TWU

Food delivery riders are coming together and taking a stand against unfair pay and unsafe conditions.









ON-DEMAND ECONOMY: THE NEED FOR CHANGE
 
The takeaway food industry is predicted to reach $3.5billion in the next five years. Yet delivery riders are struggling on low wages, no superannuation, no sick pay, no annual leave, no insurance and no right to challenge being sacked. As this industry booms, riders working for Deliveroo, Uber Eats and Foodora must be treated fairly with safety as a priority.
 
Delivery riders and the TWU are fighting for rights in the on-demand economy. Whether a delivery rider or not, you can join our campaign:

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Riders, take our survey to share your experience:
 
Sign the petition to show your support:
 
Like our page on Facebook for updates on the campaign:
https://www.facebook.com/ondemandworkersaustralia/

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“My mum was so worried about my safety she bought me ambulance cover for Christmas. I couldn't afford my own,” says Alison, former Deliveroo rider.
 
The on-demand economy is sold as an innovative, flexible work practice, but in fact its work practices date back to a by-gone era. Workers in Australia have for centuries fought hard to win rights and protections which are now being eroded by multinational companies gaming the system. Join our campaign today to ensure on-demand workers are treated fairly.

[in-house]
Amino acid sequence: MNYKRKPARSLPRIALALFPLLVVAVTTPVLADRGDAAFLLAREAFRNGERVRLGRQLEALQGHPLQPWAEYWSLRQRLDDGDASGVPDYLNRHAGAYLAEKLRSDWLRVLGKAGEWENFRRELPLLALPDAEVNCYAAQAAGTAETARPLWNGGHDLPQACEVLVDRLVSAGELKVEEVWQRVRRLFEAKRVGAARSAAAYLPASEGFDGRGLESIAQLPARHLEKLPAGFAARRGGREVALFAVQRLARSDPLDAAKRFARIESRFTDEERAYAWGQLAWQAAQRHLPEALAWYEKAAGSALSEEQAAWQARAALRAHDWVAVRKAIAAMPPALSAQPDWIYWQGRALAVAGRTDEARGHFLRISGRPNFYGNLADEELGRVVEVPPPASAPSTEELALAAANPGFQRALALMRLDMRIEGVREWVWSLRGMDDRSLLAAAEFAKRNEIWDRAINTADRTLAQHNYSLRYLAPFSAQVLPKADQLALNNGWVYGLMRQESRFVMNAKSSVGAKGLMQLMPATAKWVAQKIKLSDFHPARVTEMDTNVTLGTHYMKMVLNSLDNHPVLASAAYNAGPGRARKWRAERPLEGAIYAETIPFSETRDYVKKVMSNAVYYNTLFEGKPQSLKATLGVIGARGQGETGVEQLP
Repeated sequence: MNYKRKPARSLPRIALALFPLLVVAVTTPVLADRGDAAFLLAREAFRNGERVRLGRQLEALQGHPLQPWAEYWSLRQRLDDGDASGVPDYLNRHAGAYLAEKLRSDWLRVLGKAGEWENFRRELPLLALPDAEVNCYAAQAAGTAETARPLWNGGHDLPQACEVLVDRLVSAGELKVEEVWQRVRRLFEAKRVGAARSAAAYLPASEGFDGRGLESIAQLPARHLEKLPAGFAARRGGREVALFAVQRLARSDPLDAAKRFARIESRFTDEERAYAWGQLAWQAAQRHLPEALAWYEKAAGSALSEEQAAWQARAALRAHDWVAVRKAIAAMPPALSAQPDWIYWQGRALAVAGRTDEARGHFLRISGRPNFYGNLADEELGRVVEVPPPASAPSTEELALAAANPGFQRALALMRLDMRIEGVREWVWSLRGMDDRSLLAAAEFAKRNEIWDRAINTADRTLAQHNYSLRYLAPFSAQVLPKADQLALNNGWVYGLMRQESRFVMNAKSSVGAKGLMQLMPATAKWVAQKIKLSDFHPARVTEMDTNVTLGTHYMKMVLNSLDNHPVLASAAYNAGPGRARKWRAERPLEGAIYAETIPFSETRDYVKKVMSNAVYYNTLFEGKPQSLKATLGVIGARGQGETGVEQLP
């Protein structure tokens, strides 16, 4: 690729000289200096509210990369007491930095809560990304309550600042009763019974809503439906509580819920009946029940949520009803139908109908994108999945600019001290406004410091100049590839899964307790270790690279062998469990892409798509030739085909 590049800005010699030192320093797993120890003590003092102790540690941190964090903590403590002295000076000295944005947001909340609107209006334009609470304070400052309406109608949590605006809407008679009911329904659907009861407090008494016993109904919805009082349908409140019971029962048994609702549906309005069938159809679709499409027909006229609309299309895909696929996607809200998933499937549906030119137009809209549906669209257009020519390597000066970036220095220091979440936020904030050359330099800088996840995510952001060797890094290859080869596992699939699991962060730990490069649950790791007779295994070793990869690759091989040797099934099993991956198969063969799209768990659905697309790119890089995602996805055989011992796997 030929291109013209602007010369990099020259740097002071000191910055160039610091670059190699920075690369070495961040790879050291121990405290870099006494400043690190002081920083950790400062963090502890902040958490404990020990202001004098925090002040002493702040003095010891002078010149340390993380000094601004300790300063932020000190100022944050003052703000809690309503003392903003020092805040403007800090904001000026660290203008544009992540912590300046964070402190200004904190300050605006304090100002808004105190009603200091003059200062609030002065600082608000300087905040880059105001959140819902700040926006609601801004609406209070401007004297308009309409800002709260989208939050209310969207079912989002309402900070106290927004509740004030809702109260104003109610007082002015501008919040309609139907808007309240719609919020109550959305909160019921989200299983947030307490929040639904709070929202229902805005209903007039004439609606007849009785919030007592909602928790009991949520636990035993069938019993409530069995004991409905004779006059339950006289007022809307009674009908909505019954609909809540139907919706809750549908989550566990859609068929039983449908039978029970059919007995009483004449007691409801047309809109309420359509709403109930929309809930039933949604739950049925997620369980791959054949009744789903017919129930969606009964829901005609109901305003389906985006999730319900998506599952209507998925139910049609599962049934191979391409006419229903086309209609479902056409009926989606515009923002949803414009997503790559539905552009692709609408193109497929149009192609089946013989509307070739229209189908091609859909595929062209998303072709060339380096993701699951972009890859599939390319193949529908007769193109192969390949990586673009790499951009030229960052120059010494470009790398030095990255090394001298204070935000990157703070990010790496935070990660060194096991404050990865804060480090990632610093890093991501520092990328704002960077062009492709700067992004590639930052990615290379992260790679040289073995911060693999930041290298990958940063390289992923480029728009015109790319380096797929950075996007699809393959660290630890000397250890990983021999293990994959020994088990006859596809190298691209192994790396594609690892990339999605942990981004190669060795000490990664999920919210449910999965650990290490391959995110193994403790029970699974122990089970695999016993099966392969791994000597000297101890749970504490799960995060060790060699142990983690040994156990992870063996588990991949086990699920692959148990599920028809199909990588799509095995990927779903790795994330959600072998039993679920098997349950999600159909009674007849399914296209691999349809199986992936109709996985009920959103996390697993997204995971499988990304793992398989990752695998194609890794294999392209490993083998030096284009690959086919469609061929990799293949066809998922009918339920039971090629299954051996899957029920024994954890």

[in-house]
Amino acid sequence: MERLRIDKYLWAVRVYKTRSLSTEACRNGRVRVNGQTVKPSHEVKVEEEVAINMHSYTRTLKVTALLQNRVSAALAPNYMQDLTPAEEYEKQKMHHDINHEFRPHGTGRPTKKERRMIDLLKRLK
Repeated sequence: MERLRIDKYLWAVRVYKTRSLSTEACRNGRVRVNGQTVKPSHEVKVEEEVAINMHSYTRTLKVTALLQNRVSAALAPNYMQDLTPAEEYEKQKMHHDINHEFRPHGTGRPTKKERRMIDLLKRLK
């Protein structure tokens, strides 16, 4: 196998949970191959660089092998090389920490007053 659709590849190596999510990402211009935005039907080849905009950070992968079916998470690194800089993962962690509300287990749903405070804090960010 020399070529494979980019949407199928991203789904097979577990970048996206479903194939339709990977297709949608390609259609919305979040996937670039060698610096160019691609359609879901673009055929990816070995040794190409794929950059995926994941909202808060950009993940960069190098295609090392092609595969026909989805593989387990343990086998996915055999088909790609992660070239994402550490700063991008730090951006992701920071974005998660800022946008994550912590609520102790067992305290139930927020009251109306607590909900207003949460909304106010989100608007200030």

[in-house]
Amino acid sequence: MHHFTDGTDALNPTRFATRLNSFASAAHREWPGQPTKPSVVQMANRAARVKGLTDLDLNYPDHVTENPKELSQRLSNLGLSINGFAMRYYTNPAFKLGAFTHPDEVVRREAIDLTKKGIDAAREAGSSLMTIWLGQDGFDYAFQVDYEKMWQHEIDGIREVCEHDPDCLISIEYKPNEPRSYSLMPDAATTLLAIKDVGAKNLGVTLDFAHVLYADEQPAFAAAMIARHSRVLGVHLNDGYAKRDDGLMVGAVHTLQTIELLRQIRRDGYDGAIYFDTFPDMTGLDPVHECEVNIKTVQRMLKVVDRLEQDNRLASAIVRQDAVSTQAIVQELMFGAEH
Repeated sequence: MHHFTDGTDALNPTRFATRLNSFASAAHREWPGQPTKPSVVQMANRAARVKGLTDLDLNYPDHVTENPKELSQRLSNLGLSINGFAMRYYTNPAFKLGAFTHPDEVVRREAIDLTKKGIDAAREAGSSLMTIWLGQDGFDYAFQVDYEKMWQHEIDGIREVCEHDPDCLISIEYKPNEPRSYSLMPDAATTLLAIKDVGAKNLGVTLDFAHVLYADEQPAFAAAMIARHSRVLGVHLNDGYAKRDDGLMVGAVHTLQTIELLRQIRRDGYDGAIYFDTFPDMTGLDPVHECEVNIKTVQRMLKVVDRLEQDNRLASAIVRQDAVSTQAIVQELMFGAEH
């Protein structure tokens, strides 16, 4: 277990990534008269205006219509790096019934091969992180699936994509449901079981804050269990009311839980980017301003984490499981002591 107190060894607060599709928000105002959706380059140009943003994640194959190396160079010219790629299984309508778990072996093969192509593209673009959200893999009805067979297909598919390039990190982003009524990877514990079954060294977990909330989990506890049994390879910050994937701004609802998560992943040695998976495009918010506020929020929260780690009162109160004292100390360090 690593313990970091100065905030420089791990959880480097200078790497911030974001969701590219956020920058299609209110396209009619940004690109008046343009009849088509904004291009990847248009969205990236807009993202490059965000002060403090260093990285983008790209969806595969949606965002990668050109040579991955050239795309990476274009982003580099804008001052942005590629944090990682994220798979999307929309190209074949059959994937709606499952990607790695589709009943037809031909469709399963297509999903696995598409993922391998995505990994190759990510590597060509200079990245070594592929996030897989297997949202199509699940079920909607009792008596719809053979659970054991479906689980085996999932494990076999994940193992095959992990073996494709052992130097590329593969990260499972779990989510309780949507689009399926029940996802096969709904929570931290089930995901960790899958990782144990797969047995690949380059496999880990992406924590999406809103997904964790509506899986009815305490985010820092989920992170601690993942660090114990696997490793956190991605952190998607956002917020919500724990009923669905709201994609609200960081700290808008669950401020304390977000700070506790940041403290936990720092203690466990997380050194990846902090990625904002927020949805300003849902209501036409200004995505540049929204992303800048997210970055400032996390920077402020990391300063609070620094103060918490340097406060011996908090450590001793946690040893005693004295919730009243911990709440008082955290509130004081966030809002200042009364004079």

Confused about your rights as a food delivery rider? Download an FAQ in your chosen language on the right-hand side 'Downloadable Resources' box.

  • Deliveroo, UberEATS under Fire over Claims of Low Payments

    March 14


    Illawarra Mercury, by Glen Humphries, 13 March 13 2018
     
    Riding a bike around the Wollongong CBD delivering food isn’t an easy way to make a few bucks.

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  • DELIVERY RIDERS PROTEST AS TWU FILES TEST CASES FOR RIGHTS & PROTECTIONS

    March 14


    TWU MEDIA RELEASE, 14 March 2018
     
    Delivery riders and supporters are taking to the streets in Sydney today to protest over low wages, which force 75% of riders below minimum rates, and over the lack of protections for injuries and abuse on the job. The protest comes as the Transport Workers’ Union files cases for unfair dismissal involving two delivery riders recently sacked.

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  • Dark Side of Food Delivery App

    February 26


    (CH10 The Project, 25 Feb 2018) An investigation has uncovered the much darker side of food delivery apps. Foodora rider Anvesh Kumar details how experienced a racial attack during a delivery. Foodora's handling of the situation highlights the vulnerability of the delivery workers. Critics say that the treatment the delivery riders from the apps are same as exploitation.

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  • 'Worrying Trends': Gig Economy Threatens to Cost Consumers 'Quality' Services, Economist Warns

    February 23


    SMH, by Anna Patty, 22 February 2018
     
    Uber-style contract work is a bigger threat to future jobs in the $80 billion transport industry than automation, a new report has warned.

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  • THREE QUARTERS OF FOOD DELIVERY RIDERS EARN LESS THAN MINIMUM WAGE, UNION SAYS

    February 01


    ABC News, by Stephen Smiley, 31 January 2018
     
    More than three-quarters of Australia's growing army of bicycle fast food couriers are earning less than the minimum wage, the first study of the sector has found.

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